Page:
January 17, 1996

Trends in Infectious Diseases Mortality in the United States

Author Affiliations

From the National Center for Infectious Diseases (Drs Pinner, Simonsen, and Berkelman, Mss Klug and Graber, and Mr Clarke), Epidemiology Program Office (Dr Teutsch), Centers for Disease Control and Prevention, Atlanta, Ga; Trandes Corp, Atlanta (Dr Simonsen and Ms Klug); and the Klemm Analysis Group, Atlanta (Ms Graber).

JAMA. 1996;275(3):189-193. doi:10.1001/jama.1996.03530270029027

Objective.  —To evaluate recent trends in infectious diseases mortality in the United States.

Design.  —Descriptive study of infectious disease mortality, classifying International Classification of Diseases, Ninth Revision codes as infectious diseases, consequence of infectious diseases, or not infectious diseases. Multiple cause-of-death tapes from the National Center for Health Statistics for the years 1980 through 1992 were used, with a focus on underlying cause-of-death data and on codes that exclusively represent infectious diseases.

Setting.  —United States.

Subjects.  —All persons who died between 1980 and 1992.

Main Outcome Measure.  —Death.

Results.  — Between 1980 and 1992, the death rate due to infectious diseases as the underlying cause of death increased 58%, from 41 to 65 deaths per 100 000 population in the United States. Age-adjusted mortality from infectious diseases increased 39% during the same period. Infectious diseases mortality increased 25% among those aged 65 years and older (from 271 to 338 per 100 000), and 6.3 times among 25- to 44-year-olds (from six to 38 deaths per 100000). Mortality due to respiratory tract infections increased 20%, from 25 to 30 deaths per 100 000, deaths attributed to human immunodeficiency virus increased from virtually none to 13 per 100000 in 1992, and the rate of death due to septicemia increased 83% from 4.2 to 7.7 per 100000.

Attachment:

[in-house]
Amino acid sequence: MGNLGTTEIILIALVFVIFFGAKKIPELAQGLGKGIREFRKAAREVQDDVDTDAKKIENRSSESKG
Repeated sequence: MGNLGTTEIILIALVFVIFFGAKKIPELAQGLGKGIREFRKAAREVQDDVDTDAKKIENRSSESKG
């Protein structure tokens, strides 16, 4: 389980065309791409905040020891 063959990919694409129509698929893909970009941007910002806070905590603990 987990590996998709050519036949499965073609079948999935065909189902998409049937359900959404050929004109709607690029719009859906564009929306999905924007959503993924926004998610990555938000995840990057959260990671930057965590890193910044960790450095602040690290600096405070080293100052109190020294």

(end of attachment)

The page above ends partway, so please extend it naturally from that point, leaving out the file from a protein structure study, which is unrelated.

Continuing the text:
Conclusions.  —Despite historical predictions that infectious diseases would wane in the United States, these data show that infectious diseases mortality in the United States has been increasing in recent years.(JAMA. 1996;275:189-193)